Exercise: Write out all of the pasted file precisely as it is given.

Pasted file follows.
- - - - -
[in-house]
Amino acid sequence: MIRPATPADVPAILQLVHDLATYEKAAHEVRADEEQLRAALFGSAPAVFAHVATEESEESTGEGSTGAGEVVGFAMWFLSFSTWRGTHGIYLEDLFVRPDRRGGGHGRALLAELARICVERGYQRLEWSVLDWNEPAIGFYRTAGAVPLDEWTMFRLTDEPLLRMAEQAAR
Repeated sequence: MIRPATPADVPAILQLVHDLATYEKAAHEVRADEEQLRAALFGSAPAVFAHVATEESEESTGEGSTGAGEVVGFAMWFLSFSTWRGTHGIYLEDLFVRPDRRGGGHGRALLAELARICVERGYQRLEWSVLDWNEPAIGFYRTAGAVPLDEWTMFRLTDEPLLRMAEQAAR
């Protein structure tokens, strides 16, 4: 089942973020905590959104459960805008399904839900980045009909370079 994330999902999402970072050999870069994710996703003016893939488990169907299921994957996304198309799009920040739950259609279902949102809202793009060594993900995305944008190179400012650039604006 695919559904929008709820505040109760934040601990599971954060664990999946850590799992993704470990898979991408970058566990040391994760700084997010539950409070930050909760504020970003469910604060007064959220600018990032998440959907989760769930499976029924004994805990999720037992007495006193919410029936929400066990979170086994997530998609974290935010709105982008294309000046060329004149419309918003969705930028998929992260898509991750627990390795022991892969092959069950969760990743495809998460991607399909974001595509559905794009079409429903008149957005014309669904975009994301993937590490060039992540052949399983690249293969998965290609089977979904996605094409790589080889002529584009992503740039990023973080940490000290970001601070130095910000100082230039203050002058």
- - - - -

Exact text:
[in-house]
Amino acid sequence: MIRPATPADVPAILQLVHDLATYEKAAHEVRADEEQLRAALFGSAPAVFAHVATEESEESTGEGSTGAGEVVGFAMWFLSFSTWRGTHGIYLEDLFVRPDRRGGGHGRALLAELARICVERGYQRLEWSVLDWNEPAIGFYRTAGAVPLDEWTMFRLTDEPLLRMAEQAAR
Repeated sequence: MIRPATPADVPAILQLVHDLATYEKAAHEVRADEEQLRAALFGSAPAVFAHVATEESEESTGEGSTGAGEVVGFAMWFLSFSTWRGTHGIYLEDLFVRPDRRGGGHGRALLAELARICVERGYQRLEWSVLDWNEPAIGFYRTAGAVPLDEWTMFRLTDEPLLRMAEQAAR
């Protein structure tokens, strides 16, 4: 089942973020905590959104459960805008399904839900980045009909370079 994330999902999402970072050999870069994710996703003016893939488990169907299921994957996304198309799009920040739950259609279902949102809202793009060594993900995305944008190179400012650039604006 695919559904929008709820505040109760934040601990599971954060664990999946850590799992993704470990898979991408970058566990040391994760700084997010539950409070930050909760504020970003469910604060007064959220600018990032998440959907989760769930499976029924004994805990999720037992007495006193919410029936929400066990979170086994997530998609974290935010709105982008294309000046060329004149419309918003969705930028998929992260898509991750627990390795022991892969092959069950969760990743495809998460991607399909974001595509559905794009079409429903008149957005014309669904975009994301993937590490060039992540052949399983690249293969998965290609089977979904996605094409790589080889002529584009992503740039990023973080940490000290970001601070130095910000100082230039203050002058």